The children are not at home, the work is over. A pet as a companion in old age comes in handy. Do fur friends really make us healthy and happy? Experts advise older people to realistically assess their own strengths.
Working life is over. Anyone who has always wanted to have a pet now has time to do so. What, then, should a furry companion be?
“When it comes to physical contact, dogs and cats are the best fit,” says Moira Gerlach, pet advisor at the Animal Welfare Association. An aquarium is a lot of work, but you can have fun watching the fish.
The cat is very individual and has its own opinion. Domestic cats also need to be handled vigorously or they will become fat and lethargic, ”says Astrid Behr, spokeswoman for the Federal Association of Veterinary Practitioners. “Cats may well live to be 20 years old,” says Gerlach. “They’re great for play, hugs, and caring.” On the other hand, dogs keep you fit.
More Social Contact Thanks to Dogs
Various studies have shown that dogs are especially beneficial, explains Ellen Freiberger. “Social contacts are higher simply because you have to go out,” says the sports scientist and gerontologist. “The dog is usually very suitable because it gets attached to people,” adds Gerlach.
Dogs can even reduce stress levels. “They provide security,” explains Freiberger. It lowers the risk of heart disease, according to a recent study – by walking several times a day. Those who walk through forests and meadows also train balance and help prevent falls, Freiberger notes. Even half an hour of exercise a day is enough to keep you physically and mentally fit.
Am I doing justice to the puppy? In particular, this is a question older owners of new dogs should ask themselves. Previous experience can help: “They know what to look for, but a beginner dog can be overwhelmed,” says Behr. Raising a dog is more work. But you can grow old with a dog, says Freiberger.
Animals Also Become Calmer with Age
On the other hand, the older the animal, the more comfortable it becomes, Gerlach, says. “If running no longer works, many people run more often, but do smaller circles,” explains Freiberger. “It is important that you evaluate yourself correctly.” Even small dogs need exercise, some are even more enthusiastic than large ones.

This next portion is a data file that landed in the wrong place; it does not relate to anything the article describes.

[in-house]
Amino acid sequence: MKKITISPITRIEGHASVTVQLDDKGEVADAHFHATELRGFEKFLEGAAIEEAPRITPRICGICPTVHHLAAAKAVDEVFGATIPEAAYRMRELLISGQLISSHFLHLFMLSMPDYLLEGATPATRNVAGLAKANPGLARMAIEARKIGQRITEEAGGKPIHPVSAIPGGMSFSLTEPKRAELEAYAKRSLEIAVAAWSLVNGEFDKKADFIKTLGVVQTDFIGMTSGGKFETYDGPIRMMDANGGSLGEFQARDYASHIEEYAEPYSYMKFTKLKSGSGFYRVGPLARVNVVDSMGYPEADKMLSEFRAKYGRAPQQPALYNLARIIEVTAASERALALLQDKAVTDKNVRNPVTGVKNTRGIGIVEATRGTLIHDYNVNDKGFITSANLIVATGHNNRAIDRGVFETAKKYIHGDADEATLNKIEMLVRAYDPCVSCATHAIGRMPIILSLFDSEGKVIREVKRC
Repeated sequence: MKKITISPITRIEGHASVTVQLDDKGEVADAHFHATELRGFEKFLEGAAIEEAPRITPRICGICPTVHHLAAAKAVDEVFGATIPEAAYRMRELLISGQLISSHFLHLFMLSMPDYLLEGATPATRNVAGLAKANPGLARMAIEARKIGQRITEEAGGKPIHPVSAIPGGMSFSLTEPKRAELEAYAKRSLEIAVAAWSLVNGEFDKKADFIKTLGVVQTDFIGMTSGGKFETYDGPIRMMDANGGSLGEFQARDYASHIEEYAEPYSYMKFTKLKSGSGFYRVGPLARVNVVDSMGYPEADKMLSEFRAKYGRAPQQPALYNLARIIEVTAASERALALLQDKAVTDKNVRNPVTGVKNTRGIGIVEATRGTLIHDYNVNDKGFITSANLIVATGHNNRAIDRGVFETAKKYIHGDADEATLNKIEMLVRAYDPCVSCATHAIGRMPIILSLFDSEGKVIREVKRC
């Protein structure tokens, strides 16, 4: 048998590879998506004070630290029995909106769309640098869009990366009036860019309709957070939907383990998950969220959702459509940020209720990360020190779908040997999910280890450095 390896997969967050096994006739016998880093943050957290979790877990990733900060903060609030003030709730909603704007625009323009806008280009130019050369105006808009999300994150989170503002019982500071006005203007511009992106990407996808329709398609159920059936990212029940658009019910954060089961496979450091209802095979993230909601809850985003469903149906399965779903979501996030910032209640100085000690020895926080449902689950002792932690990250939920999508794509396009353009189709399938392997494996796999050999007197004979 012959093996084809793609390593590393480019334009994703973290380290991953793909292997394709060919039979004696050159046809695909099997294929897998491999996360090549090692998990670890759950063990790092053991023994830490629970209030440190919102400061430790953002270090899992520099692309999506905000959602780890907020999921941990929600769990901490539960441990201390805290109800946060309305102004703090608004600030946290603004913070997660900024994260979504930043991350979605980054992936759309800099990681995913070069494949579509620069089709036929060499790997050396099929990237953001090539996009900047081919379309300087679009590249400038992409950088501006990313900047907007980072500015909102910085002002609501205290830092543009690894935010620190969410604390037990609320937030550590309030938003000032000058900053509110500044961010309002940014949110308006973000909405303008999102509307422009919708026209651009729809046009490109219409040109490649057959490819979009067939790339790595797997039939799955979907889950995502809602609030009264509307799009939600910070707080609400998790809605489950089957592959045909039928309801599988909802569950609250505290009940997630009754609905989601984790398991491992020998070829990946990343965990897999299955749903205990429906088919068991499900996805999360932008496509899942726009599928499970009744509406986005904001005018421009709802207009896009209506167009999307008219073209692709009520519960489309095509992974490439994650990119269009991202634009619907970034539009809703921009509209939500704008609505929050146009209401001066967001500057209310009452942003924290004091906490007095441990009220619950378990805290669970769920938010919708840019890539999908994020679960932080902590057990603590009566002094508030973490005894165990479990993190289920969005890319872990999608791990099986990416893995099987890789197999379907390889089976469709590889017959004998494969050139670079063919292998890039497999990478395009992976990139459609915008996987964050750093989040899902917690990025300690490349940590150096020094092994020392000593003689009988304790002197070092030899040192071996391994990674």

In particular, for older people, the advantage of pets is that they structure the day and set the rhythm, says Freiberger. “Many people find it difficult when they have to do it themselves.” On the other hand, such a daily structure can have a restrictive effect, Behr warns, for example, when someone reveals their desire to travel after retirement.
Therefore, it is better to agree in advance about who can look after the animal in case of illness, on vacation, or if it becomes difficult to walk over time. Financial reserves for illness, food, or vaccinations can also be helpful. If you want to plan especially far, you can issue a Supervision Power of Attorney. In case of death, the animal is accepted by the person specified in the power of attorney. “In your will, you can specify a certain amount for caring for the animal,” says Gerlach.
Go for a Walk with Pets
If you want to first check if an animal is right for you, ask your neighbors if they can take the dog for a walk. In addition, some animal shelters are happy to invite volunteers for a walk. Obligations are no longer valid, but retirees still don’t walk alone or socialize.
In addition, there are organizations that deliberately refer dogs to older people, in some cases especially older dogs. To do this, they cover expenses, for example, for medicines. They regulate the care of the dog in case of illness or on vacation.